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COP27: Meet Licypriya Kangujam, India's youngest environmental activist who calls for climate compensation

Sharm El-Sheikh, EgyptEdited By: Sneha SwaminathanUpdated: Nov 13, 2022, 09:31 PM IST

Photograph:(PTI)

Story highlights

In a first, "loss and damage" payments are on the climate summit's agenda. They have been demanded by dozens of developing countries, many of which are in South Asia, who argue that affluent nations should foot the bill for previous emissions, which are the primary driver of current climate change. The United States, which had earlier opposed the plan, now claims to be amenable to talks.

Licypriya Kangujam, born and brought up in India, has already felt the impact of climate change. The 11-year-old asserts that rich and powerful countries like the United States have a responsibility to make up for the "loss and destruction" experienced by less powerful countries like hers. As one of the youngest participants in this month's United Nations climate negotiations in Egypt, Licy, as she is fondly called, is one of India's most outspoken and youngest climate campaigners.

“My generation is the victim of climate change, but I don’t want our future generations to face the consequences of inaction by our leaders,” she told NBC News by phone from Sharm el-Sheikh, a Red Sea resort town in Egypt, where leaders and diplomats from almost 200 countries are gathered for the summit, known as COP27.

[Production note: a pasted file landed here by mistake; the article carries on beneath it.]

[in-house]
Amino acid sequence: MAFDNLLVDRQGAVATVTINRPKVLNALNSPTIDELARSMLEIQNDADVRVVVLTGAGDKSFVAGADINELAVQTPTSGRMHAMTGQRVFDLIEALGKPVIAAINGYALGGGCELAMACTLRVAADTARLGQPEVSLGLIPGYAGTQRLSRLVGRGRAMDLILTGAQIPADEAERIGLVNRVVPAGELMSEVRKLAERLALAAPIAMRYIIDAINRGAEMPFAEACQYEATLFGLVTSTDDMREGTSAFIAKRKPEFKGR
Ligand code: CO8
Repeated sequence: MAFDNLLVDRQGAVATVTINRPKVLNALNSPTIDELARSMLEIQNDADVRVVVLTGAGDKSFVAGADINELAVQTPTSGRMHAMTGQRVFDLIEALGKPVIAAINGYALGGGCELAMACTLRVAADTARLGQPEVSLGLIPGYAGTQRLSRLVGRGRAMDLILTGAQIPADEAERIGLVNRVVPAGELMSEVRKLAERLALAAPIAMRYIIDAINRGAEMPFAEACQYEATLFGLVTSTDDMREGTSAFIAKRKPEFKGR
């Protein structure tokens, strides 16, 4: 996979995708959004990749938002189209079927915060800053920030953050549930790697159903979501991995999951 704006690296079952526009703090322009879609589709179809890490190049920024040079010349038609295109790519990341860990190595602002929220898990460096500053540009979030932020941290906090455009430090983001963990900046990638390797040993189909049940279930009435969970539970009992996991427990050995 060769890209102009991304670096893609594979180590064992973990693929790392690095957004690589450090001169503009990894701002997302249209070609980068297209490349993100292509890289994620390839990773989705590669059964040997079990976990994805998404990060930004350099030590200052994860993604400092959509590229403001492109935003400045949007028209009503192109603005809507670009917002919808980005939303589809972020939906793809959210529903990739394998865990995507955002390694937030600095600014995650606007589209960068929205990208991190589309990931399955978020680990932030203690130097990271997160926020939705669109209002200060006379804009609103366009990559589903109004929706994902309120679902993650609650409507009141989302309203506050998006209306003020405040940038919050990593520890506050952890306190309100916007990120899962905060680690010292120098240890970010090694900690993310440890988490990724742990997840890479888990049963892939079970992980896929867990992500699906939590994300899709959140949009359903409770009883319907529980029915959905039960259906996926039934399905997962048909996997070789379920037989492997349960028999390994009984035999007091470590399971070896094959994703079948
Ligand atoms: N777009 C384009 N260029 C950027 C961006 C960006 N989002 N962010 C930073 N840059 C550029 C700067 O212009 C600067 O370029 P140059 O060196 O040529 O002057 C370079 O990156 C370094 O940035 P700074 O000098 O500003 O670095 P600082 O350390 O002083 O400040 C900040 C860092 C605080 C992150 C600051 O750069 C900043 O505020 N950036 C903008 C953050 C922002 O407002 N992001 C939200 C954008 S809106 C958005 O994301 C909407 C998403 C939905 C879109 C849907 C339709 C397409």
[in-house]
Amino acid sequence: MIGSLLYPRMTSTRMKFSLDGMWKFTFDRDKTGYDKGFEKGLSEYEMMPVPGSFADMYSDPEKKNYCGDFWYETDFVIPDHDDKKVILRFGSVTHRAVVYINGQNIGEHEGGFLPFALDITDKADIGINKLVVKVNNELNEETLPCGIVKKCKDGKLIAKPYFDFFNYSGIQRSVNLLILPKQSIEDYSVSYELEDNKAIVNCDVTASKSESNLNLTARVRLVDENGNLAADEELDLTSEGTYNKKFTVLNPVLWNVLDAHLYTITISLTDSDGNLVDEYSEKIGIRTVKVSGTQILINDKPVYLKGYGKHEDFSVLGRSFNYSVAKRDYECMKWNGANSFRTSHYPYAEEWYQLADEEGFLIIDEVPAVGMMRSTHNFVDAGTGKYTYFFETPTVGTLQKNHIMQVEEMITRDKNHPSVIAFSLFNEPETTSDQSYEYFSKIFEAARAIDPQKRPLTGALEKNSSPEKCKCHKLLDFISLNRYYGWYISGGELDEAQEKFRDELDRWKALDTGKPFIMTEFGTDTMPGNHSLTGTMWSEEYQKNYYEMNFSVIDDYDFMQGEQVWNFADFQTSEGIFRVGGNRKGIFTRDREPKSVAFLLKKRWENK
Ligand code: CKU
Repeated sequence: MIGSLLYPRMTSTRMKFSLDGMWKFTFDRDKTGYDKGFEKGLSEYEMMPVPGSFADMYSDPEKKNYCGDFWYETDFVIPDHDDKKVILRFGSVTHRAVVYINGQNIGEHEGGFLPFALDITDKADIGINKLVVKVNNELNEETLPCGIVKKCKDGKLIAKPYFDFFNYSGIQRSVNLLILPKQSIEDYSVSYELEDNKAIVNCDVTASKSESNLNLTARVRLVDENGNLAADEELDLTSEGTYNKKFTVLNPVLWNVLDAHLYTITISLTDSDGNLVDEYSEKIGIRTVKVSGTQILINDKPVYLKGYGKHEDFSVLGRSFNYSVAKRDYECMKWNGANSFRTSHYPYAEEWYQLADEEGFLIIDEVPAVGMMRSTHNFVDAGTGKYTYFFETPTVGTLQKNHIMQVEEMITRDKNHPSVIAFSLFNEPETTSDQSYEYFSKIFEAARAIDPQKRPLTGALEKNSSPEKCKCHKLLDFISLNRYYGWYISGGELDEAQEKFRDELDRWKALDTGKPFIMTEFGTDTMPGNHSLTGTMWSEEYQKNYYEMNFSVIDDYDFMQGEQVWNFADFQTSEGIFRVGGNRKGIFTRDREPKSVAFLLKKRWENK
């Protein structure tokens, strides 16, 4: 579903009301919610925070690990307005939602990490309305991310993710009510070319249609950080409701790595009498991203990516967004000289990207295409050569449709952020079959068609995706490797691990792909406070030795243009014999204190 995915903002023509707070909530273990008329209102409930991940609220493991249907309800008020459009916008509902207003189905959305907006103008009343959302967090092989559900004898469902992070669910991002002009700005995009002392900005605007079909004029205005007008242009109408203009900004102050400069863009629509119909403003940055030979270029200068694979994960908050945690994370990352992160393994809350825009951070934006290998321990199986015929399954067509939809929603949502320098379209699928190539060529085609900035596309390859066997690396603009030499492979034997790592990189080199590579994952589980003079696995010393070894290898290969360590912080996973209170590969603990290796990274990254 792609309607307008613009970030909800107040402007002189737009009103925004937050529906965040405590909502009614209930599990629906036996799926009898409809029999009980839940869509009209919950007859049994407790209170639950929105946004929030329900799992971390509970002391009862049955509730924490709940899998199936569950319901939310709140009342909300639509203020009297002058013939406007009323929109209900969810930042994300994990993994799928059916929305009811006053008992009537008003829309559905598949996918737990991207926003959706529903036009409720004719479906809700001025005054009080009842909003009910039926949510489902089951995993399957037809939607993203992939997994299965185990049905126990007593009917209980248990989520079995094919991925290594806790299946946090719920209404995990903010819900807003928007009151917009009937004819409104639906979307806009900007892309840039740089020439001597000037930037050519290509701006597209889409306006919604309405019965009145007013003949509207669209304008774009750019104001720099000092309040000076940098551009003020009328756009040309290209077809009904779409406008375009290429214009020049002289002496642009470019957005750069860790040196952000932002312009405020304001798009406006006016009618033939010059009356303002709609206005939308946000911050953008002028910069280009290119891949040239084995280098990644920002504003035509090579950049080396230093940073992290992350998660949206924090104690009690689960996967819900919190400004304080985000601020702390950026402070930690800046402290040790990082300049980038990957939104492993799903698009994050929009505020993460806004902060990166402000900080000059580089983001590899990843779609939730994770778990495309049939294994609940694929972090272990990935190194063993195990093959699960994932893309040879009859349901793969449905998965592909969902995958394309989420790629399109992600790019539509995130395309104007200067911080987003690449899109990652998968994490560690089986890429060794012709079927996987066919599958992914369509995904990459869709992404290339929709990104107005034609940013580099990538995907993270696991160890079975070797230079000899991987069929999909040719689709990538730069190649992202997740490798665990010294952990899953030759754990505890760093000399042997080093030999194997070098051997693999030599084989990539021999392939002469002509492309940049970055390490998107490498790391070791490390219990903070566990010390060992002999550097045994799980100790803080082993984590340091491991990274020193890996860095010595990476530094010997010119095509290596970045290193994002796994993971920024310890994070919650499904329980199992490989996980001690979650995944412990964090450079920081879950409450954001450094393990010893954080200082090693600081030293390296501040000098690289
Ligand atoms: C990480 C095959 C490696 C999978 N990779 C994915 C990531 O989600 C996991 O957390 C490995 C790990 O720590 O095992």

“This is a fight for the future of our planet — our future.”

In a first, "loss and damage" payments are on the climate summit's agenda. They have been demanded by dozens of developing countries, many of which are in South Asia, who argue that affluent nations should foot the bill for previous emissions, which are the primary driver of current climate change. The United States, which had earlier opposed the plan, now claims to be amenable to talks.

Licy, who raised funds for her travel to COP27 by selling tea and coffee at a market booth in New Delhi, said she intends to hold the governments there accountable.

“Our leaders keep giving beautiful speeches,” she said. “They keep blaming each other for climate change and fail to take up collective efforts."

WATCH | 30 Egyptians protest outside COP27 Summit, demand protection of coral reefs

In the eastern state of Odisha in India, where Licy previously resided, storm and subsequent floods claimed the lives of dozens of people. She decided to become a climate activist as a result of the calamity.

Licy and her family migrated to New Delhi the next year where she and her younger sister were able to access higher schooling thanks to the relocation, but the city's air quality, which has been dubbed the most polluted capital in the world, was a problem for them.

On social media platforms like Twitter, where she has more than 160,000 followers, Licy has amplified calls for climate compensation. Her advocacy has carried her all around the world. She also started the Child Movement, a club that promotes environmental awareness and "spreads information to other youngsters."

Licy's classmates have pledged not to use single-use plastic because of her, and they frequently accompany her to rallies, tree-planting activities, and waste cleanups. One of their key objectives is to make environmental education a required course of study.

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